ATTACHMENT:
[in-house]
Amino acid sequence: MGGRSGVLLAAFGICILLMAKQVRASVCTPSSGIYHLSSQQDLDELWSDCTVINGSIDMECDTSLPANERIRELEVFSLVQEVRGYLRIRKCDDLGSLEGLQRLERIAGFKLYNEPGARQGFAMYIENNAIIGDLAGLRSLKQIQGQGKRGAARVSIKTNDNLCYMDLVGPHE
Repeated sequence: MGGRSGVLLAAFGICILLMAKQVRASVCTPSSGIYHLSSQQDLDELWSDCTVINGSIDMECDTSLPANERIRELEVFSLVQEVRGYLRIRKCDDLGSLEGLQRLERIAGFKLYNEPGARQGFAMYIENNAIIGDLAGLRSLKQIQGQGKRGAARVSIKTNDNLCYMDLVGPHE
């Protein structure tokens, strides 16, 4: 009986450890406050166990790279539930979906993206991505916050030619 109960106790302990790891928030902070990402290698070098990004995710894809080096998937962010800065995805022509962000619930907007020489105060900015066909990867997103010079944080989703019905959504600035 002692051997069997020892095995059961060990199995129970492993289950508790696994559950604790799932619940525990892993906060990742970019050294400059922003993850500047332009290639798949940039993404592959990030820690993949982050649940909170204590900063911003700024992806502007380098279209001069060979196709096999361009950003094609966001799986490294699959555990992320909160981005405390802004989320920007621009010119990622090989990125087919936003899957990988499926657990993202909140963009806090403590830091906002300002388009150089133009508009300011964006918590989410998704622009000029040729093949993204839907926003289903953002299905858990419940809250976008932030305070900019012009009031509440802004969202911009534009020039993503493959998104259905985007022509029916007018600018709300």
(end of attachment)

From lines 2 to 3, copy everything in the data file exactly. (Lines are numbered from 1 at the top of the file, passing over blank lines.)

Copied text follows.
Amino acid sequence: MGGRSGVLLAAFGICILLMAKQVRASVCTPSSGIYHLSSQQDLDELWSDCTVINGSIDMECDTSLPANERIRELEVFSLVQEVRGYLRIRKCDDLGSLEGLQRLERIAGFKLYNEPGARQGFAMYIENNAIIGDLAGLRSLKQIQGQGKRGAARVSIKTNDNLCYMDLVGPHE
Repeated sequence: MGGRSGVLLAAFGICILLMAKQVRASVCTPSSGIYHLSSQQDLDELWSDCTVINGSIDMECDTSLPANERIRELEVFSLVQEVRGYLRIRKCDDLGSLEGLQRLERIAGFKLYNEPGARQGFAMYIENNAIIGDLAGLRSLKQIQGQGKRGAARVSIKTNDNLCYMDLVGPHE